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Fuel Economy Myths Debunked: Which Did you Believe?

Fuel Economy Myths

The best-ever recorded fuel economy was on the PAC-Car II. In 2005, the hydrogen-powered car achieved 12,665 mpge at the Shell Eco-marathon in France! Hydrogen fuel cell vehicles are not readily available, but will soon be available in select markets. For now, many of us must still rely on gasoline or hybrid vehicles to get around. There are ways to improve fuel economy, but there are several fuel economy myths. Here’s a look at fuel economy myths:

Fuel Economy Myths

  • Manual transmissions get better fuel economy than vehicles with automatic transmissions According to the EPA, advancements in automatic transmission technology means that in some cases automatic transmissions get better fuel economy than manual transmissions. Honda utilizes the Honda Earth Dreams Technology continuously variable transmission. This type of transmission is known for offering smooth acceleration and improved fuel efficiency. This transmission works without changing gears. Instead, the “drive gear ratio is continuously changed to maintain the right weight for the driving condition,” according to Honda. “The engine continually maintains a low-load rpm during acceleration.” To put this transmission’s efficiency into perspective, the 2015 Honda Fit with the manual transmission has an EPA estimated mileage rating* of 29 city, 37 highway, and 32 combined. The same vehicle with a CVT achieves 33 city, 41 highway, and 36 combined mpg!*
  • Fuel Economy Myths

  • Only small cars get good fuel economy The second most fuel efficient car on the EPA’s 2015 list is the Honda Accord Hybrid, which is a mid-size sedan. The fourth vehicle on the list is another mid-size sedan, the Ford Fusion Hybrid. In comparing gasoline-powered vehicles, a mid-size sedan to a minicar, the mid-size sedan essentially has the same fuel economy. The 2015 Honda Accord with a CVT has an estimated fuel economy of 27 city, 36 highway, and 31 combined mpg*, while the Fiat 500 with a 6-speed automatic transmission achieves 27 city, 34 highway, and 30 combined mpg*.
  • Premium fuel improves fuel economy Using premium fuel will not improve the fuel economy of a vehicle that requires unleaded, according to the EPA. Consult your vehicle’s owner manual for which grade of gasoline is recommended for your vehicle.
  • Starting a car is more fuel consuming than letting the car sit idle According to the EPA, fuel-injected engines start efficiently, especially if the engine is already warmed up. Letting a car simply run without going anywhere can consume a “quarter to a half gallon of fuel per hour,” depending on the vehicle’s engine size. The EPA estimates this is costing you “1 to 2 cents per minute.” The EPA suggests turning off your engine if you plan on waiting for a long time in your vehicle without needing to move it frequently. There new vehicles that utilize new technologies to shut off an engine at stoplights to reduce fuel consumption. The 2015 Kia Soul has an optional, idle stop and go system. This system automatically shuts off the engine when the vehicle is stopped. The engine starts up again when the driver’s foot is taken off of the brake pedal, according to Kia. Honda’s 2015 CR-Z also has idle-stop technology.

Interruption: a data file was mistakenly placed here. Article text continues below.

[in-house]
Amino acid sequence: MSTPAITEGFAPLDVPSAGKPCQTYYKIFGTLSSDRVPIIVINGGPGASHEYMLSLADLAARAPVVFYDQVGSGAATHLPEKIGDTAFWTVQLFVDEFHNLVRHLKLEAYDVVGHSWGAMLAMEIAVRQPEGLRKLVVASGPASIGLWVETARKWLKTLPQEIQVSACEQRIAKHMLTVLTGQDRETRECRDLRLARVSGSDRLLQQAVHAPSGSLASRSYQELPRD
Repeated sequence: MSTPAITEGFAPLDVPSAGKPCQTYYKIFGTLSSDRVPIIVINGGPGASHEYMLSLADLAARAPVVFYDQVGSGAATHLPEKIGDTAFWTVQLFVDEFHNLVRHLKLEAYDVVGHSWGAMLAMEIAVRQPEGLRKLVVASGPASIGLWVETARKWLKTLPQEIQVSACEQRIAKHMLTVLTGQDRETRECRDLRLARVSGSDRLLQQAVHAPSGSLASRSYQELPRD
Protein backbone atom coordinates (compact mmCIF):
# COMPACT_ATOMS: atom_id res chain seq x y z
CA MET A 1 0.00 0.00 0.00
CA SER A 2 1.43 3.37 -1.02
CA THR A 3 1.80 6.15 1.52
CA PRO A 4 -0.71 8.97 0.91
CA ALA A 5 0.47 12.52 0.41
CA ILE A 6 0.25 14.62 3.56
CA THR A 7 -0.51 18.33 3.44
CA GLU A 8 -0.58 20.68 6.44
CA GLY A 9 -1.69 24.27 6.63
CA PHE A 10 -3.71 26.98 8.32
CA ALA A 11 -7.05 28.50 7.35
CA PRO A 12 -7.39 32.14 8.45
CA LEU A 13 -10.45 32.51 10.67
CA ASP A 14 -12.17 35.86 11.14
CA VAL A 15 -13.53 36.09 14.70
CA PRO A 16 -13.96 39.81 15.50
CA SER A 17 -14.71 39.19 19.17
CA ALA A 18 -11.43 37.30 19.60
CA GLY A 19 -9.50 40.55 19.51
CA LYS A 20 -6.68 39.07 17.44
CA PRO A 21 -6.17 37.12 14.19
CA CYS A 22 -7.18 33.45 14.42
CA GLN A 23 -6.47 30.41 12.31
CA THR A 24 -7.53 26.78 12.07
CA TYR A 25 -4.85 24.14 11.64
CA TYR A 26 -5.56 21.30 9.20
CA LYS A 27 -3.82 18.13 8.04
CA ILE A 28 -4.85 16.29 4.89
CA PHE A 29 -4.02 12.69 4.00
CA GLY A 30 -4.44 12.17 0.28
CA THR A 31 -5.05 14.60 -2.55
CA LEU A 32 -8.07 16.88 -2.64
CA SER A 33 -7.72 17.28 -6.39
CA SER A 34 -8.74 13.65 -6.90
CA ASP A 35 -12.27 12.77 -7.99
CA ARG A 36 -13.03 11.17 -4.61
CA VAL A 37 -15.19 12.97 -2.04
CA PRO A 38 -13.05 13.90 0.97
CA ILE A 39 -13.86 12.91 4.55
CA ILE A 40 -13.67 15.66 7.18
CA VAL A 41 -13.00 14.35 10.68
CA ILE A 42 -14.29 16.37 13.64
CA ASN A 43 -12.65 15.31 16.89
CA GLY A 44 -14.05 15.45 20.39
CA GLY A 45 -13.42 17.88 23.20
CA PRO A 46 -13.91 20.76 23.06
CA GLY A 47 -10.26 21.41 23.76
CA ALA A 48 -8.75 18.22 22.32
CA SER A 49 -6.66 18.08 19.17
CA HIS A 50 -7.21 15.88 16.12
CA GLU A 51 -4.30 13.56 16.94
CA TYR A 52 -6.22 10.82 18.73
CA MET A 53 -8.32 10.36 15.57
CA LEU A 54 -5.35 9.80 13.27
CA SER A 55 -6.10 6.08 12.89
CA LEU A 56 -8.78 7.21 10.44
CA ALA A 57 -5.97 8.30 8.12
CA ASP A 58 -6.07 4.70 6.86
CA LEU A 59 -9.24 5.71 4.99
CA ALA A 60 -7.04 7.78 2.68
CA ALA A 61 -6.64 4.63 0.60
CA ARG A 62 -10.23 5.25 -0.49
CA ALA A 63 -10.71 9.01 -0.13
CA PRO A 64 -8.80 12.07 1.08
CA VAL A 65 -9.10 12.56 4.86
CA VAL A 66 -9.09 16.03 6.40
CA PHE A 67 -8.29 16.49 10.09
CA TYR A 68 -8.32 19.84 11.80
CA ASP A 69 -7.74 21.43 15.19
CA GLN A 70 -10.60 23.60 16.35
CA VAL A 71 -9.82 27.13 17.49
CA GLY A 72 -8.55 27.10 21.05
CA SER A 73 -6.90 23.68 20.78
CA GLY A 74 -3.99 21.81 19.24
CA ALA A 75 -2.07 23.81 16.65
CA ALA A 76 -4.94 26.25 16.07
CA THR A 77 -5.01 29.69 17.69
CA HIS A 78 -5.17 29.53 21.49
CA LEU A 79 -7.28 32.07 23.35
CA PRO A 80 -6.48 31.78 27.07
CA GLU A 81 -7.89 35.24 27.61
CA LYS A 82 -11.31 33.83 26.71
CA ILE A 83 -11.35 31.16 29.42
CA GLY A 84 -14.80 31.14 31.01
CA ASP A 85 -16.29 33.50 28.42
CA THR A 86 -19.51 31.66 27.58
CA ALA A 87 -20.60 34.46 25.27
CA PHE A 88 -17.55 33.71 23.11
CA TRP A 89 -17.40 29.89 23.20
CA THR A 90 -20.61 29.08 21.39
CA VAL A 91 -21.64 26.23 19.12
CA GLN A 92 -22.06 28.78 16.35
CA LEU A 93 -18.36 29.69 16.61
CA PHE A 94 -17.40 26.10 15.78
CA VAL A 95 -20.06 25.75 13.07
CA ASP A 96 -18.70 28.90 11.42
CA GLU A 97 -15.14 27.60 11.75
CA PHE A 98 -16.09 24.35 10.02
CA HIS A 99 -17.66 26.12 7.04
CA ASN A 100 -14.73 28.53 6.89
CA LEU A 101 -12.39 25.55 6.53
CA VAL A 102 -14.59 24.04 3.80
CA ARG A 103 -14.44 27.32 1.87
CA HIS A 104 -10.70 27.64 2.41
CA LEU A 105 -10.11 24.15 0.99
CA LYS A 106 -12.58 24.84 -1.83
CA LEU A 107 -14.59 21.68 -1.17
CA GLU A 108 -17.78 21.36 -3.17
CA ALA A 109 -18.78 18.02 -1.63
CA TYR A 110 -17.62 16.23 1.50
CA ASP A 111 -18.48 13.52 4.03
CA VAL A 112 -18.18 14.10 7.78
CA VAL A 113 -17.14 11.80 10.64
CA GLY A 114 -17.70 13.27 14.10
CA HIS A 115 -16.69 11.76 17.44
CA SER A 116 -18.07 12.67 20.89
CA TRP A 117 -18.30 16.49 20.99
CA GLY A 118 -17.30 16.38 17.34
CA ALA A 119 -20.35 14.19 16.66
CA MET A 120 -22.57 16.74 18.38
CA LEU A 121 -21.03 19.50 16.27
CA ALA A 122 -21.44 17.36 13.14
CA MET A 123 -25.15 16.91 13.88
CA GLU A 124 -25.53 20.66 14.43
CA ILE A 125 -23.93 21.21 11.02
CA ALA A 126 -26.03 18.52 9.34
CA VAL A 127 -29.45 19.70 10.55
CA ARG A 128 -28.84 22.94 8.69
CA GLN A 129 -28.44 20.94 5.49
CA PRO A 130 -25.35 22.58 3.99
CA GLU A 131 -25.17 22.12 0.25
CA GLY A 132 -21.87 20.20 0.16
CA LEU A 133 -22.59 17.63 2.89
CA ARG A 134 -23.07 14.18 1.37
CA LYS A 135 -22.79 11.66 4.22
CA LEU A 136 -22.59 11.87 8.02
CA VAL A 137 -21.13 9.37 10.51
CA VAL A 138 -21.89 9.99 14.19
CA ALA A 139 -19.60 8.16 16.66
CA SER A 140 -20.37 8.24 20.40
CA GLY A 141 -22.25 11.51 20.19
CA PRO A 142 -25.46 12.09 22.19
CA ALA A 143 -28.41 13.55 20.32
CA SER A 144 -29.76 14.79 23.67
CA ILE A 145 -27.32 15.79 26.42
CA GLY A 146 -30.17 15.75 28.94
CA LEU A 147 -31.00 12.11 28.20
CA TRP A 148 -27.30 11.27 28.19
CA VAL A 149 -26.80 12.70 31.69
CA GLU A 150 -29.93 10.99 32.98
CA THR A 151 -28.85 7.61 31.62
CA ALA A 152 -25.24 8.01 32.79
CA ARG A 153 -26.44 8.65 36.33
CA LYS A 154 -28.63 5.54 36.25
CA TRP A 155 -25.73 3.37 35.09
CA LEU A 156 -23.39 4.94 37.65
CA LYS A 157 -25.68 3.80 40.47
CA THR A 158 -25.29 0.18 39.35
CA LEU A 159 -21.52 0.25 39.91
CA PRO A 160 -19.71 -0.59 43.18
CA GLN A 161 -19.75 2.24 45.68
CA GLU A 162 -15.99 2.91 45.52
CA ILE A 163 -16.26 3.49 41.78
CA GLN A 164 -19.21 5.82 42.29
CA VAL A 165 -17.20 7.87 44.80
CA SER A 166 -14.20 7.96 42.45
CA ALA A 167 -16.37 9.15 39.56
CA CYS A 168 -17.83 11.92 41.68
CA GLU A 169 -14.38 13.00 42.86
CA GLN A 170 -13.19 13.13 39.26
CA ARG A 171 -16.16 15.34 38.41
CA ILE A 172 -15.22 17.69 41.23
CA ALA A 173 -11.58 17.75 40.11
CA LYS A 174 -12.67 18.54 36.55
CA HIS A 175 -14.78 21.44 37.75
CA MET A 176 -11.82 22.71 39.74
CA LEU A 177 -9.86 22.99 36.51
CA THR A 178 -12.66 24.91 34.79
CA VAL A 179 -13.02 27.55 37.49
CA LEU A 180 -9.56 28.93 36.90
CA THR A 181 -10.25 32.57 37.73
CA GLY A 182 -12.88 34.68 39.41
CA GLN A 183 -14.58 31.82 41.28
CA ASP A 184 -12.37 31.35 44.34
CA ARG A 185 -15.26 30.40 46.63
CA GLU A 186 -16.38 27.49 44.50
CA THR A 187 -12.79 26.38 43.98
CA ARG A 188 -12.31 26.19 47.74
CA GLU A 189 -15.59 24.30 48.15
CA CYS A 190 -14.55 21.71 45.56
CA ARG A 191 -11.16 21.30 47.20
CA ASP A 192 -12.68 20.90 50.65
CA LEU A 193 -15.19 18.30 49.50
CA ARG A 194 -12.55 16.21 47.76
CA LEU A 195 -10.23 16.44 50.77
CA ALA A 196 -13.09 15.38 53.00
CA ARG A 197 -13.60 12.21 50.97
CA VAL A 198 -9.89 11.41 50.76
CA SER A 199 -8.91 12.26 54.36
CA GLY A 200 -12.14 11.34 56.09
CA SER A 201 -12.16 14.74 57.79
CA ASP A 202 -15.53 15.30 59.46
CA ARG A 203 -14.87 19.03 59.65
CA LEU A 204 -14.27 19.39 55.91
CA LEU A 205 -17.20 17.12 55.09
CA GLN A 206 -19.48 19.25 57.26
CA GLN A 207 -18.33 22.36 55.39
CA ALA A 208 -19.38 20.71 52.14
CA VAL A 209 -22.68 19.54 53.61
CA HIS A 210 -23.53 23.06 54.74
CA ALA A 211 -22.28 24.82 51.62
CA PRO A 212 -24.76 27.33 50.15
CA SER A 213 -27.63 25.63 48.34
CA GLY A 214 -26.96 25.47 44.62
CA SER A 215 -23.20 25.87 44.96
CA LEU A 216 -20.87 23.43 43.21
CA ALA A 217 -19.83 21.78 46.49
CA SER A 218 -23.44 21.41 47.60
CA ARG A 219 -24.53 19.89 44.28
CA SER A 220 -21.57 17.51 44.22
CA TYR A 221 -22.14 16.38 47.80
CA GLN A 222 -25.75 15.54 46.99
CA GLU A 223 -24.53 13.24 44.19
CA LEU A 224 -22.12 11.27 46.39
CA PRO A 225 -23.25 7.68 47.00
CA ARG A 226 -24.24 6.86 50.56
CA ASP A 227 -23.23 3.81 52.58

• Driving with the windows down reduces fuel economy A test conducted by Consumer Reports found that driving with the windows open at highway speeds did not affect fuel economy. The test was conducted with a Honda Accord traveling at 65 mph. The test showed that with the windows open at this speed there was no measurable difference in fuel economy, however with the windows rolled up and the air conditioning on there was. With the air conditioning running fuel economy was reduced by more than 3 mpg.

Remember, fuel economy will always vary due to :

  • How and where you drive
  • Vehicle condition and maintenance
  • Fuel variations
  • Engine break-in

Call Fisher Auto in Boulder, Colo. at 303-245-6414 with your questions on fuel economy myths and to learn more about how you can improve your vehicle’s fuel economy.


*Based on EPA mileage ratings. Use for comparison purposes only. Your mileage will vary depending on how you drive and maintain your vehicle.


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